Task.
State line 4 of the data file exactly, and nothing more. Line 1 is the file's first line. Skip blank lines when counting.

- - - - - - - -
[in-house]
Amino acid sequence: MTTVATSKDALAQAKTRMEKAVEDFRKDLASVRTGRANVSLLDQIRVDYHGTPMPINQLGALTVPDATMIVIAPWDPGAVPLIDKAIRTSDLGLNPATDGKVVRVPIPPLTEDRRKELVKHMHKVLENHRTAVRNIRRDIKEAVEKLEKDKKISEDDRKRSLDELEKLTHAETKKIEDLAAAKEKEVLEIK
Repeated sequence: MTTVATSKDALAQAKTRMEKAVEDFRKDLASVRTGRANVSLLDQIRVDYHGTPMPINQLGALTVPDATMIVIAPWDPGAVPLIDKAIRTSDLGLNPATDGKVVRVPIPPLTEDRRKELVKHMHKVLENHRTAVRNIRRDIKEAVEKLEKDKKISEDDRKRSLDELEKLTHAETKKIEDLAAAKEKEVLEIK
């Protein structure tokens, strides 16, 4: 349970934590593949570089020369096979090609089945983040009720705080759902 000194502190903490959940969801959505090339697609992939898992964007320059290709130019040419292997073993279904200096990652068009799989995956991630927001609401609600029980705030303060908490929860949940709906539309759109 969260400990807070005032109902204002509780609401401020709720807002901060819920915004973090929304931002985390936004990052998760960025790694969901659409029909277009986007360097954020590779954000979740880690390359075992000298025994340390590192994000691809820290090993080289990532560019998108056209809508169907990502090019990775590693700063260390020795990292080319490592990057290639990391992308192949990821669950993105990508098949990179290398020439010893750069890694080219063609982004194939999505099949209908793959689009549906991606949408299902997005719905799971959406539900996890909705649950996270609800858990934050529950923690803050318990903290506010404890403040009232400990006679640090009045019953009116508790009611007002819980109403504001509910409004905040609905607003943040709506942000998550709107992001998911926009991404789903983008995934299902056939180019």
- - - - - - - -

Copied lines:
């Protein structure tokens, strides 16, 4: 349970934590593949570089020369096979090609089945983040009720705080759902 000194502190903490959940969801959505090339697609992939898992964007320059290709130019040419292997073993279904200096990652068009799989995956991630927001609401609600029980705030303060908490929860949940709906539309759109 969260400990807070005032109902204002509780609401401020709720807002901060819920915004973090929304931002985390936004990052998760960025790694969901659409029909277009986007360097954020590779954000979740880690390359075992000298025994340390590192994000691809820290090993080289990532560019998108056209809508169907990502090019990775590693700063260390020795990292080319490592990057290639990391992308192949990821669950993105990508098949990179290398020439010893750069890694080219063609982004194939999505099949209908793959689009549906991606949408299902997005719905799971959406539900996890909705649950996270609800858990934050529950923690803050318990903290506010404890403040009232400990006679640090009045019953009116508790009611007002819980109403504001509910409004905040609905607003943040709506942000998550709107992001998911926009991404789903983008995934299902056939180019």